While St. Vincent and the Grenadines has made significant progress since attaining independence 40 years ago, there remain on-going problems and challenges that demand further corrective action.
Among these, Prime Minister Ralph Gonsalves, on Saturday, mentioned “continued high unemployment and pockets of intractable indigence”, though, he said, both poverty and indigence have declined.
Speaking at the launch of “Renewal @40”, a series of activities and events to celebrate the nation’s 40th anniversary of independence, Gonsalves further said, “… there are areas of our city which are in decay and in search for a renewal”.
He spoke of the problem of a lack of sufficient competitiveness in economic enterprises, a comparatively suboptimal level of labour and management productivity”.
Gonsalves, who is also Minister of National Security, said there is “less-than-optimal citizen security as a consequence of some serious crimes, including against women; a continuing debilitating patriarchy in the distribution of power in the society and a coarsening of public discourse, including on social media; too high levels of political divisiveness in our land, and a host of contemporary challenges to good governance arising from institutional weaknesses, and troubling and maligned external influences, pressures or bullying and the existential threat of climate change.
“Solutions are available for all these problems, challenges and more, correctives on these are a work in progress; indeed on all of them, progressive advances have been made but in our Renewal @40 we have to acknowledge that much more is still to be done as we set about doing them.”
The prime minister said Renewal @40 “is designed to make our country better, to make optimal the outcomes from our strengths and possibilities”.
He told the launch at the Villa Campus of the Community College that the events are also intended “to reduce the effect of our limitations and weaknesses, and, indeed, cause those limitations and weaknesses to metamorphose or be transformed into strengths and possibilities and in that process, we have to come home to our history, which means coming home to ourselves”.
He said the programme will run from Saturday’s launch until Oct. 26, 2020, the eve of the nation’s 41st anniversary of independence.
The 15 months will encompass multiple activities across various sectors and interests led by the state apparatuses, but involving civil societies and local communities, both in respect of initiatives taken and implementation pursued, the prime minister said.
“Renewal @40 is about life, living and production in all their dimensions. It is a national enterprise engaging Vincentians at home and abroad and linking with our friends and allies of all nationalities in our regional and global family of humanity.”
The prime minister said that during the last 40 years, the country has made immense social progress, collectively and individually.
“This progress had been particularly evident in the areas of health and education, housing, roads, bridges, sea and river defences, airports and seaports, garbage collection and disposal, water, electricity, telephony, energy diversification, information communications, technology, mass media, sporting and cultural facilities, air and sea transport, social security, community facilities, police and coast guard facilities and other assorted infrastructural and physical facilities of the state, the private sector, the cooperative sectors, individuals all across the country.”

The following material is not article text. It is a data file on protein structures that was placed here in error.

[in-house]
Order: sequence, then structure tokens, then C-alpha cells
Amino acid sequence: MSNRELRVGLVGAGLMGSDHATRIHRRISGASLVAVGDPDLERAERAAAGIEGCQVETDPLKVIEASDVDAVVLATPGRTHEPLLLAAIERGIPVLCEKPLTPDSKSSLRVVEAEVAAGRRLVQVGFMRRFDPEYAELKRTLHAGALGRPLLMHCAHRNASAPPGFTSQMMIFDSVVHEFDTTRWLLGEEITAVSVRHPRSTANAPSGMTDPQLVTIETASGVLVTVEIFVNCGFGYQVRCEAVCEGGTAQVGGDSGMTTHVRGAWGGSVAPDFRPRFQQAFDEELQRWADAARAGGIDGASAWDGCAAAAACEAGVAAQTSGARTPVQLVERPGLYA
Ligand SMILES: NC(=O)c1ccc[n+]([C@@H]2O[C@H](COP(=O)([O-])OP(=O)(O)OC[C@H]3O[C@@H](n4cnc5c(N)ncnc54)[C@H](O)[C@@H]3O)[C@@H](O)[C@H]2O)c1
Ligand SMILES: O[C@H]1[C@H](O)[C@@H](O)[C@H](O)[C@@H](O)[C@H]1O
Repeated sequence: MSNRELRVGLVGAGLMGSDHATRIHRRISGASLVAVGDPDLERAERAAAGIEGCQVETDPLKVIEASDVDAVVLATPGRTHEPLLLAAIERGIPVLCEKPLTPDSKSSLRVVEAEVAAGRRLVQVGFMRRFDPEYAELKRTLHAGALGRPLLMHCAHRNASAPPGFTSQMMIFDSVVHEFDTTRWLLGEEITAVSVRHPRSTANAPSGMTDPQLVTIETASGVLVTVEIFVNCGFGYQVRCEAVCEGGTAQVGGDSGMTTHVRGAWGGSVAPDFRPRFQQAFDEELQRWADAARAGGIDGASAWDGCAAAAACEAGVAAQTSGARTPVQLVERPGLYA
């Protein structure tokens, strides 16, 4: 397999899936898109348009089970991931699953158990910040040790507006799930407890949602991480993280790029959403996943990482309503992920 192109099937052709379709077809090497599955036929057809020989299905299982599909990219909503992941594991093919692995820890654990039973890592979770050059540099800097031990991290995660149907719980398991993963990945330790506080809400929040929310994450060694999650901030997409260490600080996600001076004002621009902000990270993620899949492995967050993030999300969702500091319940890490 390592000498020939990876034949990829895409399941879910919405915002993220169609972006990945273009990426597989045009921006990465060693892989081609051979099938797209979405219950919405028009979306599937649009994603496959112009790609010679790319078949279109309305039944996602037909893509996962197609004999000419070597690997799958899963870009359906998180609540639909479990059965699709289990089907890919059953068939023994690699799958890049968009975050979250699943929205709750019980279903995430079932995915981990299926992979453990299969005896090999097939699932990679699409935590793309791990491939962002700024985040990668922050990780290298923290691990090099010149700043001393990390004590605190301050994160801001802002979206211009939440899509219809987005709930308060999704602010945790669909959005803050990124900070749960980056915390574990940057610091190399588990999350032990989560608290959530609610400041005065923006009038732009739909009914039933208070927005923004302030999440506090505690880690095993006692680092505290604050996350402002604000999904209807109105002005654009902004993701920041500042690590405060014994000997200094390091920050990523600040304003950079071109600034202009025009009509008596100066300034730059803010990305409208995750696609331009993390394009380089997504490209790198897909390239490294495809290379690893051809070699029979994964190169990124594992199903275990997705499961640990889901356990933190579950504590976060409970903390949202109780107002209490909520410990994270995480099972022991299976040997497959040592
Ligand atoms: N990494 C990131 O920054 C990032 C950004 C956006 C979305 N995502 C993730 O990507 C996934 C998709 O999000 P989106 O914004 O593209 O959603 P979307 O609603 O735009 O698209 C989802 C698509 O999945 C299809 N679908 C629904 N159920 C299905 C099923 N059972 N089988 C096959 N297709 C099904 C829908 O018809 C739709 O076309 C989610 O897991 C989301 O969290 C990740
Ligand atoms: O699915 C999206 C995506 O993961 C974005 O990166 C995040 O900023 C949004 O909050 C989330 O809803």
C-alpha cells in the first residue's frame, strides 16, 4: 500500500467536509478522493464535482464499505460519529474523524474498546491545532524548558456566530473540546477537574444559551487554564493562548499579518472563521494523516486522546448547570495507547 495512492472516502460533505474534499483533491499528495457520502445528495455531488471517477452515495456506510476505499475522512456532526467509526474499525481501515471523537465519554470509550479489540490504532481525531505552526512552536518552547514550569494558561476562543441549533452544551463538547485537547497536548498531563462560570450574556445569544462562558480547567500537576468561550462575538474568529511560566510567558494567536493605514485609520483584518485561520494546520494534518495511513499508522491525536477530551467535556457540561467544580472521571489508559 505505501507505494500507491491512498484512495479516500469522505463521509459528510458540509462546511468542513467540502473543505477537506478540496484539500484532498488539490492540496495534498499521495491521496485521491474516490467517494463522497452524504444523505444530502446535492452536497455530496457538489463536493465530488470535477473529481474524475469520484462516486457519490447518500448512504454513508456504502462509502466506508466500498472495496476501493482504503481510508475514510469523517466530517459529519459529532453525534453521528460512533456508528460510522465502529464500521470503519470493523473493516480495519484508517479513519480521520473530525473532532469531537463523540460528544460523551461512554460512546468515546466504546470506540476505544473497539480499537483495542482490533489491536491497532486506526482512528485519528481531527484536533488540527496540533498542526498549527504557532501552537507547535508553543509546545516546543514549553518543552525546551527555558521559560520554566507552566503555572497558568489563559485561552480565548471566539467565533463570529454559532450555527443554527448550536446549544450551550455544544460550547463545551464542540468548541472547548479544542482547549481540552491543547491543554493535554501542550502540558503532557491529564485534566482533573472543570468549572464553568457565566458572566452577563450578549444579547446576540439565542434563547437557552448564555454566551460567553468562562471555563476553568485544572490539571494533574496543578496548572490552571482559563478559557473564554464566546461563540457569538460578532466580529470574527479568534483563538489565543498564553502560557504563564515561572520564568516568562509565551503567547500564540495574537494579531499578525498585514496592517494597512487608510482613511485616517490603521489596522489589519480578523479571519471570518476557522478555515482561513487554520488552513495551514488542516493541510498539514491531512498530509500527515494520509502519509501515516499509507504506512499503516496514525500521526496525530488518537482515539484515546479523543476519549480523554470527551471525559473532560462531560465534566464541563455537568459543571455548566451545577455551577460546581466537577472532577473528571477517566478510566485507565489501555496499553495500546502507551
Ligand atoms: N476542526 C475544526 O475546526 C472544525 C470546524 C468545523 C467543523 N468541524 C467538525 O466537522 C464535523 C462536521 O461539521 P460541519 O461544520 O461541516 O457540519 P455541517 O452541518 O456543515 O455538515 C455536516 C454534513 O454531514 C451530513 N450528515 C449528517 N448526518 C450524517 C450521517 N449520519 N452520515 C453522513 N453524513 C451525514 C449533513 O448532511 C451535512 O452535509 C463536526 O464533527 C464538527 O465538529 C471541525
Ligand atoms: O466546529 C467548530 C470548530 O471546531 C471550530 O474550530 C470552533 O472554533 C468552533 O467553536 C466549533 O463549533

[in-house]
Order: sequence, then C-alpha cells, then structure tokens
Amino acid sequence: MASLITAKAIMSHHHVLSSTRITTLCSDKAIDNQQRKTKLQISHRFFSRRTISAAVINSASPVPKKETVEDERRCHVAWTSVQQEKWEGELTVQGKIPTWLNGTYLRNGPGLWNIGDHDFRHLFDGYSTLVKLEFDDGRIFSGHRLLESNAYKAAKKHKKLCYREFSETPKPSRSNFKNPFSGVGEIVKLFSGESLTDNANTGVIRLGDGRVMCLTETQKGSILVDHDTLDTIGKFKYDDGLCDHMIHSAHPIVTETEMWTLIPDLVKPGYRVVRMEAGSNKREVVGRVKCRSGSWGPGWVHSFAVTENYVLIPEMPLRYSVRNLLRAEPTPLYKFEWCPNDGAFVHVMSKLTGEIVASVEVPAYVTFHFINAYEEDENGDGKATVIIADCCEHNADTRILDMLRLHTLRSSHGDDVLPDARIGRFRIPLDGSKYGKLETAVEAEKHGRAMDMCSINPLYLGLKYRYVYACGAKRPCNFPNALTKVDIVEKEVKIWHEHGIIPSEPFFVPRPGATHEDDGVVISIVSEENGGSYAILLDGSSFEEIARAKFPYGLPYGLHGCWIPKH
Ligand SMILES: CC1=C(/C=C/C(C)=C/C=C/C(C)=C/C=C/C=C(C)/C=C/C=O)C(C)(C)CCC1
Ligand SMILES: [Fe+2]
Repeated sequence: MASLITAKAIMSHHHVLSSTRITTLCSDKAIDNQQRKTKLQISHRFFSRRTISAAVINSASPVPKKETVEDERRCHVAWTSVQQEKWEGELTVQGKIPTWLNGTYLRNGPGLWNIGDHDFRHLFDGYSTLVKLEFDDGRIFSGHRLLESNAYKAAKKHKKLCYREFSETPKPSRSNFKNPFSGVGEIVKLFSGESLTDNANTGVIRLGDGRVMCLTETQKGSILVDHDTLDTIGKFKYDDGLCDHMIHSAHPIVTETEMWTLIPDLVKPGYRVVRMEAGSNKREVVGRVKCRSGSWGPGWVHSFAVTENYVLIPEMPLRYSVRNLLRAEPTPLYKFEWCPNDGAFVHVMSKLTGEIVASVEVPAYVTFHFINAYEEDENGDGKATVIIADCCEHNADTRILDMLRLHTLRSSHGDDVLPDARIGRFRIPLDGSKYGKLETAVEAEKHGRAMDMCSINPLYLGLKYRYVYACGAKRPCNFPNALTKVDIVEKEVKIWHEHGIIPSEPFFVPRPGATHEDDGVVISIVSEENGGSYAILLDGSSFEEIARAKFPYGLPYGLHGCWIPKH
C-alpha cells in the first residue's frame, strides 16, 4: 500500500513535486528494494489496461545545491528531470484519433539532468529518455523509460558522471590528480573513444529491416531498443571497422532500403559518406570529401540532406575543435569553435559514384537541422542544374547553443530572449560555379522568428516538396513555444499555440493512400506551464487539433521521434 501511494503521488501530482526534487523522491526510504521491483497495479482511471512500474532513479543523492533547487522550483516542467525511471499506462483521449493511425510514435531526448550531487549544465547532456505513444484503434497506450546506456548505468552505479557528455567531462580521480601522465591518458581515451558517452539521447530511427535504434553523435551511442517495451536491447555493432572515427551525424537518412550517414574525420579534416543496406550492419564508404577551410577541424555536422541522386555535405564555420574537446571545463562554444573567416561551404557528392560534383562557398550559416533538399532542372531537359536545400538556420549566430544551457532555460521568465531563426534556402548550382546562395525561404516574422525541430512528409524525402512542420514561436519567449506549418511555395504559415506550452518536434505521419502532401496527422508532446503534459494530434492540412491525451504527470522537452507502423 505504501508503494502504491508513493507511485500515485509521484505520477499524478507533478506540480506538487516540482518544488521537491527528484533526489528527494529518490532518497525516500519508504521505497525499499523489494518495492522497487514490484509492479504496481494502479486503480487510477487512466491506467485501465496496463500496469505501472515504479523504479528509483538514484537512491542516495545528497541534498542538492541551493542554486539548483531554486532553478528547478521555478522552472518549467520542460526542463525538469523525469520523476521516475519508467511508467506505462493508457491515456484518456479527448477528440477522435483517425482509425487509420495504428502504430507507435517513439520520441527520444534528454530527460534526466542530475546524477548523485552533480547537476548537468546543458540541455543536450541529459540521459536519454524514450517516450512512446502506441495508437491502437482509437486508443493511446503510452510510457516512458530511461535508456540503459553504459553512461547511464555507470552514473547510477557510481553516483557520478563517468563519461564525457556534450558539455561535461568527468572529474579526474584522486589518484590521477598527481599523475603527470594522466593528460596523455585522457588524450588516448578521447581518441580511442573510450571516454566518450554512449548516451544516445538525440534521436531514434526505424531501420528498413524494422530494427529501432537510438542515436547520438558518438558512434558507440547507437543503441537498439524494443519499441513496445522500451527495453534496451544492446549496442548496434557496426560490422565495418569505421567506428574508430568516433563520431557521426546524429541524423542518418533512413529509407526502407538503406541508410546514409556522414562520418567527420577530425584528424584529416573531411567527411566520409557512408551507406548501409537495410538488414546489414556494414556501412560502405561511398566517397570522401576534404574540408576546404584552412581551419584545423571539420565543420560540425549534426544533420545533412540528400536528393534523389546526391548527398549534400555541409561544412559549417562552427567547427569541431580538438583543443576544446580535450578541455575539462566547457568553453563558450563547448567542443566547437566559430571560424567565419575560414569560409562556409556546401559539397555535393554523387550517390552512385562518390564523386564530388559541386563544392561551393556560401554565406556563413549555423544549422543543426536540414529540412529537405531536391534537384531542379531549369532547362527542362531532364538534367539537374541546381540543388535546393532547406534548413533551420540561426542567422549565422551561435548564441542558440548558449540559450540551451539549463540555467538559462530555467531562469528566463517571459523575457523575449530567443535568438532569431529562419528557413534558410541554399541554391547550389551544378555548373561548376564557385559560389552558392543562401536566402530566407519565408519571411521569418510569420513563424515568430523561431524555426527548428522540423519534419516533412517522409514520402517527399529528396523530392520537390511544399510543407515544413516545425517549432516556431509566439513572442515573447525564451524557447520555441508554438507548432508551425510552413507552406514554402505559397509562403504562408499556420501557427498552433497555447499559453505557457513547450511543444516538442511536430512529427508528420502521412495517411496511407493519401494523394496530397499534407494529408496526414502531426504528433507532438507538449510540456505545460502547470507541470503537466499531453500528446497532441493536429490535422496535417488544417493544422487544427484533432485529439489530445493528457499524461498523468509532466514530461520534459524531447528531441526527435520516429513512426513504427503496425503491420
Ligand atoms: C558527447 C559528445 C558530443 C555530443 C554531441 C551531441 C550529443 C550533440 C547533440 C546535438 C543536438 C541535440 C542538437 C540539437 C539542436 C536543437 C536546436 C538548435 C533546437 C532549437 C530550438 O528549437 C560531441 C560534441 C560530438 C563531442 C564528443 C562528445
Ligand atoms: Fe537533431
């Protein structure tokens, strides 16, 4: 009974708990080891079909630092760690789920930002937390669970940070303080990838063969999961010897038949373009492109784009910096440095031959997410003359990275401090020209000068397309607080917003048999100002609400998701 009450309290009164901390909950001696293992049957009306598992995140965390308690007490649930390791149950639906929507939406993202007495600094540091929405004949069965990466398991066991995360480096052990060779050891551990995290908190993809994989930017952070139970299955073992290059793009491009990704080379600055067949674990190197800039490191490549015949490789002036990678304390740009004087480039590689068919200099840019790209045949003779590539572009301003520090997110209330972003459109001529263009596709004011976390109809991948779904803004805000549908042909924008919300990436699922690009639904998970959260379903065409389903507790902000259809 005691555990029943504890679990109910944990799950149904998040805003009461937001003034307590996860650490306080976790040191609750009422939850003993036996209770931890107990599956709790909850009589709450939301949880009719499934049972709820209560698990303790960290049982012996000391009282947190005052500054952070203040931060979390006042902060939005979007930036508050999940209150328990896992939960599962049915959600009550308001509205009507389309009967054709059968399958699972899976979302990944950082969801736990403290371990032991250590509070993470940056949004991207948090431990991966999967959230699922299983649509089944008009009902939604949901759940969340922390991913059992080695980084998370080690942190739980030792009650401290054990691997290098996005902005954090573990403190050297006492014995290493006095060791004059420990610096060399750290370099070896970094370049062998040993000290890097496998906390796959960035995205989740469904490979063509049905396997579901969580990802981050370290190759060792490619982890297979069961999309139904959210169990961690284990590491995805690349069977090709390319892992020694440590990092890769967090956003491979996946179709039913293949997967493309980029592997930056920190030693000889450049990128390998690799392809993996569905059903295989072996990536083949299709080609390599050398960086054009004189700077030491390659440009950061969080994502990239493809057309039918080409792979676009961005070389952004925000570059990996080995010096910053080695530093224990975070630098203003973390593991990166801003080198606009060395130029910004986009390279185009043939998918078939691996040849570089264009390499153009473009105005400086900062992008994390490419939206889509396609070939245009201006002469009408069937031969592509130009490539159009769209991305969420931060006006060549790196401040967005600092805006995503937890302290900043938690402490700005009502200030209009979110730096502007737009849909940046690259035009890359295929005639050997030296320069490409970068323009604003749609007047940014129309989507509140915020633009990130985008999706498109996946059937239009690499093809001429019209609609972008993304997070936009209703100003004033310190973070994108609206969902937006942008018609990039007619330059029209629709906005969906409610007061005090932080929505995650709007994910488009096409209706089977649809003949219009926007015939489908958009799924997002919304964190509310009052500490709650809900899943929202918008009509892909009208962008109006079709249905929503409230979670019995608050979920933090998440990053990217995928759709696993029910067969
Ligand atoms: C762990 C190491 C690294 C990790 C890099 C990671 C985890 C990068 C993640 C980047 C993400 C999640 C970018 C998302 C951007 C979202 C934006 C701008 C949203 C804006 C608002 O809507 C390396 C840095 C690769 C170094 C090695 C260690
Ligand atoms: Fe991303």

He said significant economic growth has occurred over the past 40 years,
“Salaries, wages, incomes, and the per capita gross domestic products have risen, all of them, markedly. Economic diversification has taken place to such a profound extent that a hitherto goods-based economy has been transformed before our very eyes into an overwhelmingly service-based one.”
The prime minister said the spread of businesses owned by Vincentians has developed by leaps and bounds amidst an expansion of regional and foreign investment.
“A snapshot of progress shows the iconic presence today of many, many institutions and facilities which were not in existence in 1979,” Gonsalves said.
Among these, he mentioned the Argyle International Airport, the Canouan Jet Airport, the National Insurance Services, several new post-secondary, secondary, primary, early-childhood, adult and special education facilities, including the community college at which the launch was taking place.
He mentioned the expansion of the Milton Cato Memorial Hospital, the Modern Medical Diagnostic Complex at Georgetown, the three polyclinics and the modern, mental health centre.
The prime minister also spoke of the “numerous” modern police stations, the National Library and the learning resource centres.
He mentioned the Kingstown Vegetable Market and Little Tokyo, the Cruise Ship Pier and the Campden Park Container Port, the modern Arnos Vale Sporting Complex and many rural playing fields, the Bank of St. Vincent and the Grenadines (the NCB was started in 1977), the Rabacca Bridge, and the UWI Open Campus, which is expanding with a US$6 million loan from the Caribbean Development guaranteed by the government of SVG.
The National Lottery, which will, this year, realise revenues in excess of EC$65 million, geothermal energy exploration and social energy, the Canouan development project, Cable & Wireless West Indies Ltd., the 43-metre off shore patrol vessel, the Capt. Hugh Mulzac, the number of low-income housing projects and the huge expansion of quality, privately-owned homes, also made the prime minister’s list.
“Now, none of these things, and more were in existence at independence in 1979,” Gonsalves said.